Fr. Jerome Machar, OCSO
29th Thursday in Ordinary Time
Romans 6: 19-23; Luke 12: 49-53
Because we have free will, each of us becomes the servant of the master we choose. Because we have free will, we are not hapless victims of some mindless and cruel fate. We can choose either to surrender our allegiance to our disordered passions or to the God Who created us in His image and likeness. We can decide to close in on ourselves and become slaves to our passions or we can breathe in the breath of the Spirit and enjoy the freedom of the children of God. The world around us is filled with distractions and chaotic noise. This noise makes it very difficult for us to hear the gentle voice of the Spirit that is speaking to our hearts. It takes effort to listen. The Psalmist encourages those who prayer with his words, “Oh, that today you would hear his voice. Do not harden your hearts” (Ps. 95:7-8).
Into the midst of our chaos, God speaks a word of peace. “Be still and know that I am God” (Ps. 46:10). If we listen to the word of the Lord and allow His Spirit to flood our souls, fear and trepidation will be transformed into holy awe. At the heart of this meditation is the question: when God speaks, who will answer? Only those who choose to listen to the movements of the Spirit are made partakers of Christ and are thereby brought to the fullness of life. Our anchor is Christ, the God of Jacob is our stronghold and forever will be our refuge and strength.
In Christ, God has called us to hear His Word. As servants of the one true king, we are to listen to the voice of the Spirit and surrender to His Word. Hardness of heart is at the root of spiritual deafness. Fashioned as vessels of clay by the hand of God, we are made to contain the treasure of great price. Only when the clay is fired in the kiln of divine love can our hearts become hearts of flesh rather than of stone. As heirs of the Kingdom, we should ponder God’s Word and make it the rule of our lives and the well-spring of our consolation. In Christ and in Him alone, do we find joy and peace. Nothing else matters if we are not subject to Christ.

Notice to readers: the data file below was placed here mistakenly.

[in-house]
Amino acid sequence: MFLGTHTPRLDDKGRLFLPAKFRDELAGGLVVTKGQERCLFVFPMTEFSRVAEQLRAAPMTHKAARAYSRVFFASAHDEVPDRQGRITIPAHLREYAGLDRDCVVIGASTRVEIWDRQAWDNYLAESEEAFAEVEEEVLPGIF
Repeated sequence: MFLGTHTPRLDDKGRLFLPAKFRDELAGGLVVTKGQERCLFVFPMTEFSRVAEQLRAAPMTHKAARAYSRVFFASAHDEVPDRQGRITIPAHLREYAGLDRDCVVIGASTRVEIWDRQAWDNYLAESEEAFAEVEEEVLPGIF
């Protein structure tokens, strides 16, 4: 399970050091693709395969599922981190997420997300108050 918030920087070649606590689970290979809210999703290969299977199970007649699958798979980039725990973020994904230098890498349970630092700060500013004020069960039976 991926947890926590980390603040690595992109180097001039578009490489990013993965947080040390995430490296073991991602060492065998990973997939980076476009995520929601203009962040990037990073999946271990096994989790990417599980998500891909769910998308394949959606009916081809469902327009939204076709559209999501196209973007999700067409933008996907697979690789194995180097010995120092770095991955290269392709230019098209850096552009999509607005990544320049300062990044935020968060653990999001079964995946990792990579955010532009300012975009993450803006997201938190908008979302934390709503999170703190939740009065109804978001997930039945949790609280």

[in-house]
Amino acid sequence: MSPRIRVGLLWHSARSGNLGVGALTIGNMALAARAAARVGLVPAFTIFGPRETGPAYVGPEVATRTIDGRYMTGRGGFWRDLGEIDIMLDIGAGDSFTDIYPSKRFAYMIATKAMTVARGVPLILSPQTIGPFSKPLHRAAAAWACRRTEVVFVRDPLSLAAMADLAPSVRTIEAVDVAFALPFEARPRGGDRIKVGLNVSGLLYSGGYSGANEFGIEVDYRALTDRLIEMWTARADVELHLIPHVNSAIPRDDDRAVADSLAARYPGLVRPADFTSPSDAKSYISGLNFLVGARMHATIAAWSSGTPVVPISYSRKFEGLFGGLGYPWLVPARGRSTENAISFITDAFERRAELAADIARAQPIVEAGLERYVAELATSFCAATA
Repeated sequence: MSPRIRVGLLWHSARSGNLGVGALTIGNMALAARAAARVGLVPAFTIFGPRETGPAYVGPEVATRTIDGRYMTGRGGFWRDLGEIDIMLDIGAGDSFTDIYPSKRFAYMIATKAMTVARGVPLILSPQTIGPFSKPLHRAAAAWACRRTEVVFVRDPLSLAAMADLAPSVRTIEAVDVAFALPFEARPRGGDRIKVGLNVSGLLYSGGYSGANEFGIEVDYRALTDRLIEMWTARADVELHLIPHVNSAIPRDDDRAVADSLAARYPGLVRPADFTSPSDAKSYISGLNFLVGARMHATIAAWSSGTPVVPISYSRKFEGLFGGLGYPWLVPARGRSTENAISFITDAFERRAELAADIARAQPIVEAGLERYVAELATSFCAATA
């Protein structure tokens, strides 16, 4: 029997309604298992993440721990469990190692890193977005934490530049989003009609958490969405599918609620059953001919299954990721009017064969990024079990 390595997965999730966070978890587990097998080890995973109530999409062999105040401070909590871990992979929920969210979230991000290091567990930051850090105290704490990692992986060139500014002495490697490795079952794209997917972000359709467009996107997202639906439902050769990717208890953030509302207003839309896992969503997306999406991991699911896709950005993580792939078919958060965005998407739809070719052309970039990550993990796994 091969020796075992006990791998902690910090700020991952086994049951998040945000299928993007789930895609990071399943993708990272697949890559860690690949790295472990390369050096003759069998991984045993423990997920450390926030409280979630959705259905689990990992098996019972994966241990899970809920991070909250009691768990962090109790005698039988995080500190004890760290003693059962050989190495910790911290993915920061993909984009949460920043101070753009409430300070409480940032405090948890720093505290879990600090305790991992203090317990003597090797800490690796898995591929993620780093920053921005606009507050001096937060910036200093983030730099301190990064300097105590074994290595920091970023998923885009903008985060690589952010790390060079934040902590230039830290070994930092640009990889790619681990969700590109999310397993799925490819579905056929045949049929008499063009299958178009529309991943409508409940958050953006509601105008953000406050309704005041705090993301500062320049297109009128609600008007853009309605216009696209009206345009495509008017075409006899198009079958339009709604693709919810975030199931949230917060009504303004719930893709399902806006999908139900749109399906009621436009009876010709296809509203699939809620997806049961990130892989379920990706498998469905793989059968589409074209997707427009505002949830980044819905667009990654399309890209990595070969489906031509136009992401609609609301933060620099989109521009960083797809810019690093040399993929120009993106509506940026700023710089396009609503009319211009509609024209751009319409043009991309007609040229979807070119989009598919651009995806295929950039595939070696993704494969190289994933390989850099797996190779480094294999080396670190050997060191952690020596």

Submitting our wills to Christ changes us and alters the way we look at ourselves, at the world and at other people. Saint Paul was willing to do or to suffer any thing, to attain the glorious resurrection of saints. This hope and prospect carried him through all difficulties he had to endure in the service of the Gospel. He did not hope to attain it through his own merit and righteousness, but through the power and righteousness of Christ.
When the Spirit of the Lord descended upon the apostles, He came in the appearance of fire. The desire of Christ’s heart was fulfilled in that gift. In the Spirit, the Fire of Divine Love engulfed the earth. This transforming flame gives both light and heat. It enlightens the path the People of God are to follow and warms their hearts with love for all that God loves. Jesus, the Love of God made visible and tangible invites us to accept this transforming fire. By nature, invitations are offered and received with freedom on both sides. There is no force or coercion. Are we willing to accept it?